20 things millennials could have in the loft, all worth a fortune
Nearly everyone has had treasured possessions from their childhood in storage at some point in their lives, and many millennials are just the right age to still have items from all those years ago stashed away in their loft or attic. But, did you know that some of the 80s, 90s, and 00s toys and games that you once played with are now possibly worth far more money than was paid for them?
If you’re planning a clear-out or loft conversion anytime soon, it really is worth having an idea of just how much some of your childhood treasures are worth before you get rid of them — you might be sitting on a small fortune after all! To help you out, we’ve put together a list of some of the most valuable things millennials could have in a loft. Have a look and see if you own any.
Action Man figures
Product: Action Man SAS Underwater Attack Set
Estimated value: £180+
Action Man is a brand that first emerged in the 1960s, and the toys were popular through to the mid-80s, before the original run was discontinued. The brand was later reintroduced, but it is the earlier figures that have proved to be more collectible.
Older millennials may have a valuable Action Man in their loft, just like the 1983 SAS Underwater Attack Set, which can sell for upwards of £180 if it’s in good condition. The toys were inspired by the SAS’s involvement in the London Iranian Embassy hostage crisis, which makes them items of interest.
Product: Hasbro Transformers G1 Optimus Prime
Estimated value: £2,500+
Transformers has been a popular brand at the heart of pop culture since the early 1980s, spanning toys, movies, video games, comics, and TV series. Following their fearless leader Optimus Prime, the Autobots have battled their mortal enemies, the Decepticons, through the decades.
The original series of figures are among the most valuable collectibles from the brand’s history, and the G1 Optimus Prime is a fantastic example. If you happen to find a mint-condition sealed version up in the loft, you could sell it for £2,500 or more.
Teddy Ruxpin bears
Product: Teddy Ruxpin and Grubby
Estimated value: £200+
Launched in 1985, Teddy Ruxpin is an animatronic teddy bear that specialised in telling bedtime stories to children. In the 1980s, he relied on a tape deck built into his back, and parents could choose from a range of tales to keep kids entertained.
Millennials who rediscover the original version of Teddy accompanied by his sidekick Grubby in good condition could be in line for a sale of £200 or higher.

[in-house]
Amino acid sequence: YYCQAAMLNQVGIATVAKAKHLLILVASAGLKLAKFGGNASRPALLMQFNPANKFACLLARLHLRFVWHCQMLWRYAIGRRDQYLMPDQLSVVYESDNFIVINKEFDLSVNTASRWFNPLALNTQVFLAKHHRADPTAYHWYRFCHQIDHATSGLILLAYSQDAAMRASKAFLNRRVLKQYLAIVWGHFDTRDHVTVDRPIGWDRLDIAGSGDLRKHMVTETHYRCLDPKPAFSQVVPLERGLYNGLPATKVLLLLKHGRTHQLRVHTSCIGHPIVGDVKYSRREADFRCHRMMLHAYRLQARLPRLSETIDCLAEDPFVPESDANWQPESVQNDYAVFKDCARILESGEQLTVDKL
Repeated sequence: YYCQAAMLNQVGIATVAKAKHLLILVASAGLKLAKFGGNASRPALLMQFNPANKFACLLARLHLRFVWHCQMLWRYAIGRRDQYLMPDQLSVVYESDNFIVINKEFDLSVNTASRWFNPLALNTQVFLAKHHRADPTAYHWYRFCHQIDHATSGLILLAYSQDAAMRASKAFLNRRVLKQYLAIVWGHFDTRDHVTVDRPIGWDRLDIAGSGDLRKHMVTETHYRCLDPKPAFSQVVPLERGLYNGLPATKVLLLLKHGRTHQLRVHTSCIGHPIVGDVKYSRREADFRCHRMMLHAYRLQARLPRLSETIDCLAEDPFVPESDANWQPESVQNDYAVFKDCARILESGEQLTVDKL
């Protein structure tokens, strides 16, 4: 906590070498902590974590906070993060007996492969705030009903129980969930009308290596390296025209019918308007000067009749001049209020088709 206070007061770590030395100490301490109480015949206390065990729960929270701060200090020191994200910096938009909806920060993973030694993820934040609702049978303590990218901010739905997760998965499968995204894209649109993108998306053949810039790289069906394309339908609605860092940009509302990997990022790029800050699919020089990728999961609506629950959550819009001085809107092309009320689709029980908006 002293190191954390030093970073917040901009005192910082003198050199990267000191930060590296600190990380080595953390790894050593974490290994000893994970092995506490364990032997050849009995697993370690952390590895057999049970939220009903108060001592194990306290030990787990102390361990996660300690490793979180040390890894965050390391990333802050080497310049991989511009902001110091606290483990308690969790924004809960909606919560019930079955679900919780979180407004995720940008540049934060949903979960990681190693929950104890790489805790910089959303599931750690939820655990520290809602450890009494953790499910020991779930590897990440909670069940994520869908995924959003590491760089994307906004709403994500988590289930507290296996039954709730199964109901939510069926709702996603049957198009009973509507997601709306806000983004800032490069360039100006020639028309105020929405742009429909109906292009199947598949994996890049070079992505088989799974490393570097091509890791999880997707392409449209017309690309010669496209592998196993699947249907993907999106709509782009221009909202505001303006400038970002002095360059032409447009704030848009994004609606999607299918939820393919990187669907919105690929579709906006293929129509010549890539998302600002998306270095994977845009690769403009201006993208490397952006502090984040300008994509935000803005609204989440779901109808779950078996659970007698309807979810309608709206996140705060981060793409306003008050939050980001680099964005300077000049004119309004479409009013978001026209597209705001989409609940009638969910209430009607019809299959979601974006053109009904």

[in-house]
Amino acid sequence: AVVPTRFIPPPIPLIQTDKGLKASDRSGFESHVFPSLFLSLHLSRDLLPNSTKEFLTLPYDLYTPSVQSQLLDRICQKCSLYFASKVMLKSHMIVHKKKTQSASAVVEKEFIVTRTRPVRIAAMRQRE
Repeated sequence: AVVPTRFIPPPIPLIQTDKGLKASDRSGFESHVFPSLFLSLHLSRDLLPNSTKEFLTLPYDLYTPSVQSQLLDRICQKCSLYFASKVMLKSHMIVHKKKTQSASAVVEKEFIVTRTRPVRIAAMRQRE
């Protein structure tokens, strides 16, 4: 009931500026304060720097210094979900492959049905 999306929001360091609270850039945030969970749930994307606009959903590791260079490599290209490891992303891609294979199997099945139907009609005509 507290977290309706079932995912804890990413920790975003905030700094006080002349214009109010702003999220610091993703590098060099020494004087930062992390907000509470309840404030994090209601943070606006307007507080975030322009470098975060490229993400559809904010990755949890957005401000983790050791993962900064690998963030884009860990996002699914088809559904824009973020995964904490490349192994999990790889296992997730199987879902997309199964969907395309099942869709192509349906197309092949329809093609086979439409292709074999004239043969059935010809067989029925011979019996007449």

Product: Playmobil 4032 Large Western Train Set
Estimated value: £450
Playmobil is a German toy brand that has been going since 1974. They specialise in making playsets aimed at younger children that feature their signature figures in a range of historical and fantasy settings and scenarios. They even featured in collaboration with popular licensed brands.
One of the most collectible sets is the 4032 Large Western Train Set that was introduced in 1988 and discontinued in 1997. It features a steam train and track with a western theme. A complete set with the original box in good condition can fetch £450.
McDonald's Happy Meal toys
Product: Super Mario Bros. 3 toy
Estimated value: £275
McDonald’s have been giving away small toys in their Happy Meals since 1979, and some are very collectible due to their time-limited availability. There are many iconic sets that have been given away over the years that are quite valuable now.
The Super Mario Bros. 3 collection that was released in 1990 is sought-after due to the popularity of the character and classic game. If you have all four toys (a spring-launched Raccoon Mario, pull-back Luigi sitting on a cloud, back-flipping Goomba, and hopping Koopa Paratroopa), you may be able to sell them for around £275.
Monopoly board games
Product: Franklin Mint Monopoly: The Collector’s Edition
Estimated value: £800+
Monopoly is one of the world’s most popular board games and has been around for a long time, having first appeared in 1935. Over the years, many special editions of the game have been created, some of which are very collectible.
In 1991, the Franklin Mint Monopoly: The Collector’s Edition was released, which featured a more premium wooden board and case as well as gold-leafed and silver pieces. If you can find this edition complete with its glass lid, you may be able to sell it for upwards of £800.
Product: Barbie Totally Hair doll
Estimated value: £400+
Barbie has been on the scene since 1959 and a play companion for countless kids as they have grown up. And, because she’s been around for such a long time and there’s a lot of nostalgia around the brand, some of the dolls have become highly sought-after.